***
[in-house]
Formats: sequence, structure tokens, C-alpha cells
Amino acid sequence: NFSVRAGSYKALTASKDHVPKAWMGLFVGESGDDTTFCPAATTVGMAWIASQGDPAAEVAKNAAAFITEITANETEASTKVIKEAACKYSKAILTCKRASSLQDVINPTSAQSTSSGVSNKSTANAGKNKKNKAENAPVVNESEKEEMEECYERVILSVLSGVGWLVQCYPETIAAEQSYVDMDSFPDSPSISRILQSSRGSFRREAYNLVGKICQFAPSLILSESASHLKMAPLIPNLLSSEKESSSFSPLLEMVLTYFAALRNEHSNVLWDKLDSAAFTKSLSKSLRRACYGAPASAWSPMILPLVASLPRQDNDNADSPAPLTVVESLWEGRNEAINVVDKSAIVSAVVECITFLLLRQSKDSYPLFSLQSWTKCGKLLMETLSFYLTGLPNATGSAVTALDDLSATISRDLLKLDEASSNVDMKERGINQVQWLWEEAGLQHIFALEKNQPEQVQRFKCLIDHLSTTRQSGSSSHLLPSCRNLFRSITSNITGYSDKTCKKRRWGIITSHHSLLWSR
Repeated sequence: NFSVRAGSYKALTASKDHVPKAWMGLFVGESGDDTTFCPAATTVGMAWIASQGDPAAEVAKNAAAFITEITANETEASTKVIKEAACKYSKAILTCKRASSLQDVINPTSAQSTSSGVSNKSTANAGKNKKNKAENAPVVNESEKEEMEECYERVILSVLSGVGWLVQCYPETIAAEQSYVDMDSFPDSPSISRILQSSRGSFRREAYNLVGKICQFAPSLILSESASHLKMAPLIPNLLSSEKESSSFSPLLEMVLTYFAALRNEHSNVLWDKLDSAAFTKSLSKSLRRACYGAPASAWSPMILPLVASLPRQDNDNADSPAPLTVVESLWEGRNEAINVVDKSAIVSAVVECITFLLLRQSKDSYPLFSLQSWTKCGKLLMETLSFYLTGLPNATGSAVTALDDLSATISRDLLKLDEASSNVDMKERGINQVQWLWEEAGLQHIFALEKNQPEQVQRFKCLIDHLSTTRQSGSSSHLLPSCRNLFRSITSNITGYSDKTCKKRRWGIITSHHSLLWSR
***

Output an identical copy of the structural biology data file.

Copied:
[in-house]
Formats: sequence, structure tokens, C-alpha cells
Amino acid sequence: NFSVRAGSYKALTASKDHVPKAWMGLFVGESGDDTTFCPAATTVGMAWIASQGDPAAEVAKNAAAFITEITANETEASTKVIKEAACKYSKAILTCKRASSLQDVINPTSAQSTSSGVSNKSTANAGKNKKNKAENAPVVNESEKEEMEECYERVILSVLSGVGWLVQCYPETIAAEQSYVDMDSFPDSPSISRILQSSRGSFRREAYNLVGKICQFAPSLILSESASHLKMAPLIPNLLSSEKESSSFSPLLEMVLTYFAALRNEHSNVLWDKLDSAAFTKSLSKSLRRACYGAPASAWSPMILPLVASLPRQDNDNADSPAPLTVVESLWEGRNEAINVVDKSAIVSAVVECITFLLLRQSKDSYPLFSLQSWTKCGKLLMETLSFYLTGLPNATGSAVTALDDLSATISRDLLKLDEASSNVDMKERGINQVQWLWEEAGLQHIFALEKNQPEQVQRFKCLIDHLSTTRQSGSSSHLLPSCRNLFRSITSNITGYSDKTCKKRRWGIITSHHSLLWSR
Repeated sequence: NFSVRAGSYKALTASKDHVPKAWMGLFVGESGDDTTFCPAATTVGMAWIASQGDPAAEVAKNAAAFITEITANETEASTKVIKEAACKYSKAILTCKRASSLQDVINPTSAQSTSSGVSNKSTANAGKNKKNKAENAPVVNESEKEEMEECYERVILSVLSGVGWLVQCYPETIAAEQSYVDMDSFPDSPSISRILQSSRGSFRREAYNLVGKICQFAPSLILSESASHLKMAPLIPNLLSSEKESSSFSPLLEMVLTYFAALRNEHSNVLWDKLDSAAFTKSLSKSLRRACYGAPASAWSPMILPLVASLPRQDNDNADSPAPLTVVESLWEGRNEAINVVDKSAIVSAVVECITFLLLRQSKDSYPLFSLQSWTKCGKLLMETLSFYLTGLPNATGSAVTALDDLSATISRDLLKLDEASSNVDMKERGINQVQWLWEEAGLQHIFALEKNQPEQVQRFKCLIDHLSTTRQSGSSSHLLPSCRNLFRSITSNITGYSDKTCKKRRWGIITSHHSLLWSR